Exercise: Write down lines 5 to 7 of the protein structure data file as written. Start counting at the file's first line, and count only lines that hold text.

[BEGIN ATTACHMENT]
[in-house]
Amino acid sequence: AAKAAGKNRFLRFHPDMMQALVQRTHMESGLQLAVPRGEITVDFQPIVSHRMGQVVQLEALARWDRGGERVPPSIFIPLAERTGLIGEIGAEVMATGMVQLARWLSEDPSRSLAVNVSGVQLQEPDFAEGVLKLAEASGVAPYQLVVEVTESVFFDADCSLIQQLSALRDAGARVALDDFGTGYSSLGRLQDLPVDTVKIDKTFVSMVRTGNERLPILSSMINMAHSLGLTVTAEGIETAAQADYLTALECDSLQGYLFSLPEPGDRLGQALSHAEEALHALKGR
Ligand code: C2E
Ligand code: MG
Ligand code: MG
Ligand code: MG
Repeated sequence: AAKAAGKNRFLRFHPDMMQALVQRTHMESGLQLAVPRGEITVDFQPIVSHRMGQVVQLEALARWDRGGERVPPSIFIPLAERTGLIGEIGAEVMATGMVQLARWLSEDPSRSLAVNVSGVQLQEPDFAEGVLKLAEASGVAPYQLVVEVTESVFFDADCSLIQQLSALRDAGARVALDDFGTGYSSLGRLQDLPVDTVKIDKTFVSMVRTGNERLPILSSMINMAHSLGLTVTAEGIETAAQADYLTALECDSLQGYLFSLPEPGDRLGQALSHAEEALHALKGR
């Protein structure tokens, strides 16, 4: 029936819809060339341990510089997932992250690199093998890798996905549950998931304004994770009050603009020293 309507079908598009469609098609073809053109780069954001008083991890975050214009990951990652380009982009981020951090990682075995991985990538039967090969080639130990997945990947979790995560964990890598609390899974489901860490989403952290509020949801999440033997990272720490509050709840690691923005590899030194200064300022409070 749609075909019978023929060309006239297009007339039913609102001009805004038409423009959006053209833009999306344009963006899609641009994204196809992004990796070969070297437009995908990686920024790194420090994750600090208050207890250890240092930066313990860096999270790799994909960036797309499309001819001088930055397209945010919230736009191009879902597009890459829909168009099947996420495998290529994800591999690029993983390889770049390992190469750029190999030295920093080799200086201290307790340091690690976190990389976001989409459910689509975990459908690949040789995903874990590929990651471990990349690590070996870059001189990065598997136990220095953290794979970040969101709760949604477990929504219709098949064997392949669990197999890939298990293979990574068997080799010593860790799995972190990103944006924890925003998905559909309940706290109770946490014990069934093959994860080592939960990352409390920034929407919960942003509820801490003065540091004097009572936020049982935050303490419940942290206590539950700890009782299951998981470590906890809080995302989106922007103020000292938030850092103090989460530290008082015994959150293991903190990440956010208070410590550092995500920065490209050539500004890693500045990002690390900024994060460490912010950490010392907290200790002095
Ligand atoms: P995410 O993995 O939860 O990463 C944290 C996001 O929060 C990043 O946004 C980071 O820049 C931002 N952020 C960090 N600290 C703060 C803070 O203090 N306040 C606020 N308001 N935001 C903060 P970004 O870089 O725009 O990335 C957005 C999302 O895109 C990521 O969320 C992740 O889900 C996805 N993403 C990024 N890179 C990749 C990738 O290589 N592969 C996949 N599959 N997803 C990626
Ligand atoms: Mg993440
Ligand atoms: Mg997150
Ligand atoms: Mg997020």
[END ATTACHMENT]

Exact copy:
Ligand code: MG
Ligand code: MG
Repeated sequence: AAKAAGKNRFLRFHPDMMQALVQRTHMESGLQLAVPRGEITVDFQPIVSHRMGQVVQLEALARWDRGGERVPPSIFIPLAERTGLIGEIGAEVMATGMVQLARWLSEDPSRSLAVNVSGVQLQEPDFAEGVLKLAEASGVAPYQLVVEVTESVFFDADCSLIQQLSALRDAGARVALDDFGTGYSSLGRLQDLPVDTVKIDKTFVSMVRTGNERLPILSSMINMAHSLGLTVTAEGIETAAQADYLTALECDSLQGYLFSLPEPGDRLGQALSHAEEALHALKGR